Whether it’s getting the green light on a new venture or securing an additional round of funding, entrepreneurs and innovators are constantly faced with the challenge of demonstrating progress to their stakeholders.
Up until now, we have typically relied on two measures of progress: how much stuff we’re building and how much money we are making. Both of these are unreliable proxies of progress that can mislead us down the wrong path of building something nobody wants.
Traditional accounting metrics, like revenue, profit, and ROI, aren’t helpful at the early stages because they all track negative or near-zero. Even at later stages, relying solely on aggregate revenue and profitability can mask uncovering the right growth strategies. The common tendency is to want to collect and analyze as much data as possible. But in a world where we can measure almost anything, it’s easy to drown in a sea of non-actionable data.
Read on to learn how to effectively define, measure, and communicate progress with your internal and external stakeholders without drowning in a sea of numbers.
The Starting Gate
The need to demonstrate at least the “potential for progress” often starts right at the business planning phase, where we have to justify our new venture to a VC, CFO, or spouse as a pre-requisite to securing the runway.
Meet Bob and Josh. Both have great ideas for a business. This is the most exciting time of their venture when anything seems possible. Bob spends the next several weeks writing a 60-page business plan. He knows that the trick is starting with the right “exit number” and then working backward. The right “exit number” needs to be big enough to maximize the odds of getting the funding, but just within the realm of believability. There is a running joke in business schools that the best spreadsheets get funded. So he labors endlessly on his forecasts, often made up of hundreds of numbers. Then he hits the pitching circuit to raise funding for his idea.
Josh takes a different route. He believes it would be more effective first to build out his solution and make it easier for others to visualize his vision. Halfway through, he realizes that he underestimated the scope of his solution and decides he needs to secure additional resources to continue. So he, too, drafts up a business plan and hits the pitching circuit. After several additional months of pitching and lots of rejection, both manage to raise just enough capital to move forward.
Off to the Races
Bob and Josh hire a team and spend the next several months tracking progress against the execution of their plan. Since revenue is typically non-existent during this venture period, they settle for measuring progress by ensuring they build their products on schedule and within budget.
Fast forward a year
Both have been very busy and managed to launch their products to market. But while they have some revenue to show, they have missed their projected targets by a lot. Under pressure to demonstrate more promising revenue numbers to their stakeholders, they resort to several short-term accounting tactics and product strategies, such as taking on custom development projects. These only provide a temporary band-aid to the revenue problem and further distract them from building a repeatable and scalable business model.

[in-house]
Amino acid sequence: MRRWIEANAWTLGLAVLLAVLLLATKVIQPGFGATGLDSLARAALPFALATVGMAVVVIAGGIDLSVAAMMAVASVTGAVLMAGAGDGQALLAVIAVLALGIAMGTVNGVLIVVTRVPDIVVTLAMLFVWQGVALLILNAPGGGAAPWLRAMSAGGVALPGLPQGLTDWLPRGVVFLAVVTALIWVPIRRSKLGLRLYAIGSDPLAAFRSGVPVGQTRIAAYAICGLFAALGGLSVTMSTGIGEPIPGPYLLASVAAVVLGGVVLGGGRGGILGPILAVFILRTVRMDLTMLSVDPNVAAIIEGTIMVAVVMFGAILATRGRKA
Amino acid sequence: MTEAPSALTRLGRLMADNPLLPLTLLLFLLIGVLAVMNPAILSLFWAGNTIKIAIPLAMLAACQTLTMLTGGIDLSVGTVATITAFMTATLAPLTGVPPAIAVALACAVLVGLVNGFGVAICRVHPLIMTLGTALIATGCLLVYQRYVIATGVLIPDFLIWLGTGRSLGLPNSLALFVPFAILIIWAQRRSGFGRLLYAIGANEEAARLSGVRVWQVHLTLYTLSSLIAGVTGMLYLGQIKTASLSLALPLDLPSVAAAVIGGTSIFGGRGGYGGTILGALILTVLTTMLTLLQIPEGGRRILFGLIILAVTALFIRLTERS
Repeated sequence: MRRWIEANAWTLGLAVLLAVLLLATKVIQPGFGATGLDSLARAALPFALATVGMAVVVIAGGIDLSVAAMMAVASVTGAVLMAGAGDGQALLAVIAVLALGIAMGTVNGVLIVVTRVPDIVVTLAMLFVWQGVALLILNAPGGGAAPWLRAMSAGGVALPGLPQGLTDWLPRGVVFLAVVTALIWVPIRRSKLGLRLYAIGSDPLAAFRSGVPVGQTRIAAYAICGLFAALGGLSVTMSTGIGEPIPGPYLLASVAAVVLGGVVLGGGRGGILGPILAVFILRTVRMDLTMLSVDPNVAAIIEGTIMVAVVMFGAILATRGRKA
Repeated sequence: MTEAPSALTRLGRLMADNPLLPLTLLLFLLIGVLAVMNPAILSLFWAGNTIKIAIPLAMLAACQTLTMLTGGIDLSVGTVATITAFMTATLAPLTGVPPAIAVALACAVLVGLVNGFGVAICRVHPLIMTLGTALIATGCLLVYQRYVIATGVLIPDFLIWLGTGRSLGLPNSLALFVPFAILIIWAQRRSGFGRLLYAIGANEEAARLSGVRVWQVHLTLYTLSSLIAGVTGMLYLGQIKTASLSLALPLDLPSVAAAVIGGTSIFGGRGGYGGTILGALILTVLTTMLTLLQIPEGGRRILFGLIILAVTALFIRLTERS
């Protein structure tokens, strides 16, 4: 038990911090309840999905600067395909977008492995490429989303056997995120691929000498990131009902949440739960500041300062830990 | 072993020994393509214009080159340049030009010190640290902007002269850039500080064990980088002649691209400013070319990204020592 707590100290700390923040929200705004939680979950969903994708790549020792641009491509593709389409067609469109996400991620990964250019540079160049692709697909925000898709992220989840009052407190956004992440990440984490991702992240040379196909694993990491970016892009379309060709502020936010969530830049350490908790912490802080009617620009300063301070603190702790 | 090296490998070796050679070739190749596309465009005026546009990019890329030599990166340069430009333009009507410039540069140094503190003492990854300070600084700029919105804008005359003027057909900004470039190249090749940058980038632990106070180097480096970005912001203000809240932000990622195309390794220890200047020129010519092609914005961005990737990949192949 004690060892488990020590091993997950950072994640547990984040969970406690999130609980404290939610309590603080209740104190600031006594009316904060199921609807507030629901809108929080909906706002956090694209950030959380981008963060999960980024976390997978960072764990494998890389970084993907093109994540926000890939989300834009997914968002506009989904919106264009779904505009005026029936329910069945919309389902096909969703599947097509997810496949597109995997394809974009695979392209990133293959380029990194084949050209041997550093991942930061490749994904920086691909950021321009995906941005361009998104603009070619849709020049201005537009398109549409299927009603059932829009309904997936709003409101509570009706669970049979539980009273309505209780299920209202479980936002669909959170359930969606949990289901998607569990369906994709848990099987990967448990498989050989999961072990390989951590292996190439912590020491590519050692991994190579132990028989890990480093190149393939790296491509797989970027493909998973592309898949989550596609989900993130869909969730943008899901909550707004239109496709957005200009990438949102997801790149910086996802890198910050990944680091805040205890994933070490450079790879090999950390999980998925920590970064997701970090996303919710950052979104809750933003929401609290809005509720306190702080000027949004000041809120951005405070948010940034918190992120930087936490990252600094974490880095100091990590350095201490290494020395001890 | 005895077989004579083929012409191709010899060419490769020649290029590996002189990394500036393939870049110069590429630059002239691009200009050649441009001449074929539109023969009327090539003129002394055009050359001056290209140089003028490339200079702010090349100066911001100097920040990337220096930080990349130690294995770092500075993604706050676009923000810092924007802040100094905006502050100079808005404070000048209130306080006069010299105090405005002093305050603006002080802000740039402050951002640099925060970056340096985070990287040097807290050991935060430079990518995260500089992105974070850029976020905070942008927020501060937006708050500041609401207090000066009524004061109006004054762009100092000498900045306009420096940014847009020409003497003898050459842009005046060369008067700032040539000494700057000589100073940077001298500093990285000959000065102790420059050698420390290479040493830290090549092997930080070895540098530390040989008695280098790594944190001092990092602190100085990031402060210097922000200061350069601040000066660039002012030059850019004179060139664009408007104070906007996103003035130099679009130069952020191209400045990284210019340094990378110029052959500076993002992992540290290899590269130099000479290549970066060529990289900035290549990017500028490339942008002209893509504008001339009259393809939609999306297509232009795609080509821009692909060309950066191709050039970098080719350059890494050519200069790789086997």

Since all the money is now spent, they go back to their stakeholders and under the guise of “learning,” attempt to pitch a brand new vision that promises an even bigger exit. All they need is a larger team and ten times more money.
They are both fired.
There is a better way
Mary too, has an idea for a business, but she takes a “lean” approach to starting up. She knows that the top reason products fail is not due to a failure in building out the product but rather due to a failure to build a repeatable and scalable business model. She intends to navigate her entrepreneurial journey by following the 3-step innovation meta-process outlined in Running Lean:
Rather than spending weeks writing a full-fledged business plan or building out her solution, she opts instead for quickly sketching a 1-page business model using a Lean Canvas. She then gets outside the building and begins stress-testing her riskiest assumptions around her customer and problem hypotheses through a series of small and fast experiments. She uses this learning to quickly define a solution. But rather than rush to build out this solution, she instead assembles an “offer” first.
Her offer is made up of three things:
Armed with her offer, she again gets outside the building and tests her offer on potential customers. Through these conversations, she further refines her offer to the point where her customers want to buy her product (Problem/ Solution fit). By now she also has a clear picture of what the first iteration of her product (or minimum viable product) needs to be able to do. She gets to work building out this minimum viable product (MVP) and starts her journey toward Product/ Market Fit.
Compared to Bob and Josh, Mary gets started much faster and on more solid footing, backed by early customer validation. This early customer validation also paves the way for her to easily secure additional resources from her stakeholders to move forward.